4 Weaknesses Introverted Leaders Can Turn Into Strengths

By Adam Wakoski

Updated Over a Week Ago

Minute Read

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Introverted leaders are usually great at technical skills. That’s why they were promoted and given more responsibility.

What does the word “leader” mean? Well, according to the Cambridge Dictionary, a leader is a person who is in control of a group or situation.

Or it can be explained as “a person who influences a group of people towards the achievement of a goal.”

However, a “leader” is also commonly referred to as a person who likes to be the center of attention and therefore is acquainted with many people, has a global vision, and a certain amount of healthy aggression.

In fact, many words we use to acquire additional aspects and shades of meaning are not present in dictionaries.

The word “leader” became associated with extroversion, although the definition provides us with information on what leaders do without mentioning the means they use to achieve their goals.

It means that a leader can be an introvert as well if they successfully manage other people.

The mere fact that introverts need to be by themselves to recharge their energy does not speak for their ability to lead others, develop a strategy, and allocate tasks.

Introverted leaders should analyze their weaknesses that may stand in the way of successful leadership. Some of them can be hidden strengths that are not valued.

1. Silence

If you do not wear a mask of a sociable extrovert, then you do not talk much.

It might seem like a big problem during meetings with colleagues or negotiations with partners.

But look at this from a different angle: since you prefer listening to speaking, you give more time for others to show themselves.

Besides, there is a big chance you are great at asking questions. With this strength, you can win your partners over and learn much from them.

At the meetings, you can move the focus from yourself to your colleagues and become a moderator.

So you can direct the conversation in a focused way and collect the necessary information to think about it later. And there is no need to worry that your own team will talk over you.

Introverts often avoid speaking in public because they struggle with word retrieval. It is not because they are less clever. It is because they rely more on long-term memory.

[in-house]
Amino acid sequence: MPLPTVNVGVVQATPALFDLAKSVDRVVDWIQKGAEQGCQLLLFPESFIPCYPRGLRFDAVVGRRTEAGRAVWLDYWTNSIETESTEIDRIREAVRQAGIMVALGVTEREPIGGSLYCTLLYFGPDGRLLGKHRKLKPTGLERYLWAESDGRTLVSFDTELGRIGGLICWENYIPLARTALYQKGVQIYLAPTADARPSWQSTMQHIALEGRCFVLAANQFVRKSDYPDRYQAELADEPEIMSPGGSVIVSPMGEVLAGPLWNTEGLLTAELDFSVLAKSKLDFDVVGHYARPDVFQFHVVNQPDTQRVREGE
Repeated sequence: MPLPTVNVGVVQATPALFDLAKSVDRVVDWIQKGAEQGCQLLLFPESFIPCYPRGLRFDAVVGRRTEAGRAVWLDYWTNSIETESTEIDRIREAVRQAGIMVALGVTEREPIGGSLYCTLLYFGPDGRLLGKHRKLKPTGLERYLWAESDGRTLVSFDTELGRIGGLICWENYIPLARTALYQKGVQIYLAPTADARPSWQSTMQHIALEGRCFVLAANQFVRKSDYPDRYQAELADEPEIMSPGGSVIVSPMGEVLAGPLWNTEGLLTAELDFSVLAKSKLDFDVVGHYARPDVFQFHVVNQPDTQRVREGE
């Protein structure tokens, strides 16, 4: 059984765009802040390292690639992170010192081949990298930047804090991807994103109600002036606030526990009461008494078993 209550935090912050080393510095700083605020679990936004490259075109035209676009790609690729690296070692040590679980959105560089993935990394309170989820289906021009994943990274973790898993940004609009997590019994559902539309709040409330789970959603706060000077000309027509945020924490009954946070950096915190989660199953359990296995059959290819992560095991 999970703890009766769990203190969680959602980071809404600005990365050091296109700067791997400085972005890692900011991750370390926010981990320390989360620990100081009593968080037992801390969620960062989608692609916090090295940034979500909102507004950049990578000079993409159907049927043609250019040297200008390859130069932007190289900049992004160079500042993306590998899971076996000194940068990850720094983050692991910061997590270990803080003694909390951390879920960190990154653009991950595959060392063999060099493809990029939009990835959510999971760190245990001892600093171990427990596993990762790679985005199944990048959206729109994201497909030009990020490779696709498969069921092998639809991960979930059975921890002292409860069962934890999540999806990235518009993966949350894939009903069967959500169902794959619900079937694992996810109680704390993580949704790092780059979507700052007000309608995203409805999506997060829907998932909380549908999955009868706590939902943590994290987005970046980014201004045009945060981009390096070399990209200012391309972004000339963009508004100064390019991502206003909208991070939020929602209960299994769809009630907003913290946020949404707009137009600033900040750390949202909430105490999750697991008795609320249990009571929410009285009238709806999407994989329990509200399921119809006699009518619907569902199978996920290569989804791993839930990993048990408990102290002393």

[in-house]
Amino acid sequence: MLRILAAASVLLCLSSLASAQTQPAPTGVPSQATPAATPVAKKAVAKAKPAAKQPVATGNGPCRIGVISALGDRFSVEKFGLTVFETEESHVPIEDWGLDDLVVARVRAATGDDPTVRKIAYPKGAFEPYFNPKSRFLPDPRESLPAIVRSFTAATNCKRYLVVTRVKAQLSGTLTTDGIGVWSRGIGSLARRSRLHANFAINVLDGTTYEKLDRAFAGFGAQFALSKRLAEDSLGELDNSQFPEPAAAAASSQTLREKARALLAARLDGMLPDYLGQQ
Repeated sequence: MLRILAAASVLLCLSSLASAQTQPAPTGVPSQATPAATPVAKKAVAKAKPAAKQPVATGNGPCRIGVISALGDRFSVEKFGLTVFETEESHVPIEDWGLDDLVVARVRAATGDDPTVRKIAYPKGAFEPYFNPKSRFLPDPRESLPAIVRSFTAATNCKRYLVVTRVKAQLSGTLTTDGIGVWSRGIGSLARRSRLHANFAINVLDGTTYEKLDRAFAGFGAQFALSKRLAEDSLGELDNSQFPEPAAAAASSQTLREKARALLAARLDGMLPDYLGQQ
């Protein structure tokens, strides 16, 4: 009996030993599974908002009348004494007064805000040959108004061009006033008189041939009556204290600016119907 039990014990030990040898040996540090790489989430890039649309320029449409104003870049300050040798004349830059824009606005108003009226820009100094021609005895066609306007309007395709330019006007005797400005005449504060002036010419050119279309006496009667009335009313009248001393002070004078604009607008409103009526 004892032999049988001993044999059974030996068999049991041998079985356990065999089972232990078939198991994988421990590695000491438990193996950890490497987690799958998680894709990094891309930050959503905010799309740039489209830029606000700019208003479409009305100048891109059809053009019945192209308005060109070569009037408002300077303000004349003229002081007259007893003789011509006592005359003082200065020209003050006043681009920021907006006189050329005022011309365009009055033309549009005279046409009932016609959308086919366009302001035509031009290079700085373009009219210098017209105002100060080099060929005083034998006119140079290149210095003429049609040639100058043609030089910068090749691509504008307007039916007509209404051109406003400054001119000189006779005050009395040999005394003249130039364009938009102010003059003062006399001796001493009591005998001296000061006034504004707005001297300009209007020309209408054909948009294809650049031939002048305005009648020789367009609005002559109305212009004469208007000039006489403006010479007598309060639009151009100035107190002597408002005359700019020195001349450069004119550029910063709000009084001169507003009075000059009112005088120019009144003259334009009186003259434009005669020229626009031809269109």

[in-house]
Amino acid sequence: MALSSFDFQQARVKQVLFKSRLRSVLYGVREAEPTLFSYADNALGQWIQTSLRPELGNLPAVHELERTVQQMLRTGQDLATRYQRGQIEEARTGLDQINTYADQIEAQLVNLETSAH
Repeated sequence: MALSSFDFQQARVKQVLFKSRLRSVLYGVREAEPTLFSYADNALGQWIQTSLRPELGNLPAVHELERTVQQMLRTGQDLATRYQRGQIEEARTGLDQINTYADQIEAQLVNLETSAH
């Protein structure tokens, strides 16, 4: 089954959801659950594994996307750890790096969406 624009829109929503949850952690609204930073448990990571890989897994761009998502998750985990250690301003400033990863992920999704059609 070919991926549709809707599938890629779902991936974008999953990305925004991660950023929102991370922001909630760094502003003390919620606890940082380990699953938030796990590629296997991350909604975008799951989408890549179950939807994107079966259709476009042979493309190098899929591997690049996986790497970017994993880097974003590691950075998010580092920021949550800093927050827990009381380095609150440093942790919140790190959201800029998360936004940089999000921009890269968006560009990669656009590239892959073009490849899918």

So you probably prepare for meetings more thoroughly than extroverts do.

2. Overly Empathetic

In general, people value empathy, but this trait is not always welcome in leaders because it restricts them from being tough enough when the situation so requires it.

However, do not forget that to make teamwork as effective as possible, leaders need to balance different personalities.

Extroverts often rely on first impressions. As a result, talented people may remain unnoticed. Or, even worse, other introverts may become less motivated and feel useless and second-rate.

Thanks to their ability to walk in someone else’s shoes and inclination towards reflection, introverted leaders let all team members shine.

They can unleash the dormant potential of less active team members to make the team stronger.

3. Lack of Small Talk

Small talk is an important factor in developing relationships between colleagues. And it is considered that introverts cannot master the art of speaking with others while not covering any functional topics.

Indeed, extroverts are usually more skilled in small talk. However, we often underestimate people’s needs in meaningful conversations.

Introverts need more time to adapt to the environment and “scan” other people.

However, they also can make a conversation more personalized and interesting for their companions, taking small talk to the next level.

This is what makes them unique in the eyes of other people, and extroverted leaders often lack this special kind of charisma.

4. A Small Contact List

Extroverts collect contacts easily. They often know someone who can help them or someone else in solving particular issues.

But will they? An enormous number of Facebook or LinkedIn friends does not guarantee that all these people are interested in cooperation.

Introverts who invest more energy in maintaining relationships with their acquaintances can count on their support. So it is a question of quality vs. quantity and specificity of business.


You have to remember that in leadership, results are what matter the most, whether achieved by an extrovert or an introvert.

Introverts have unique, strong suits that extroverts do not. They just have to make the best of themselves.

How Can Introverted Leaders Use Their Weaknesses?

If you have ideas you feel like sharing that might be helpful to readers, share them in the comments section below. Thanks!

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Adam Wakoski
Adam Wakoski
Adam is a freelance writer specializing in business, marketing, productivity and eLearning, who also regularly contributes to a PaperWritings company blog. To get closer to his dream of changing the traditional education system, Adam often offers his help to edtech startups.
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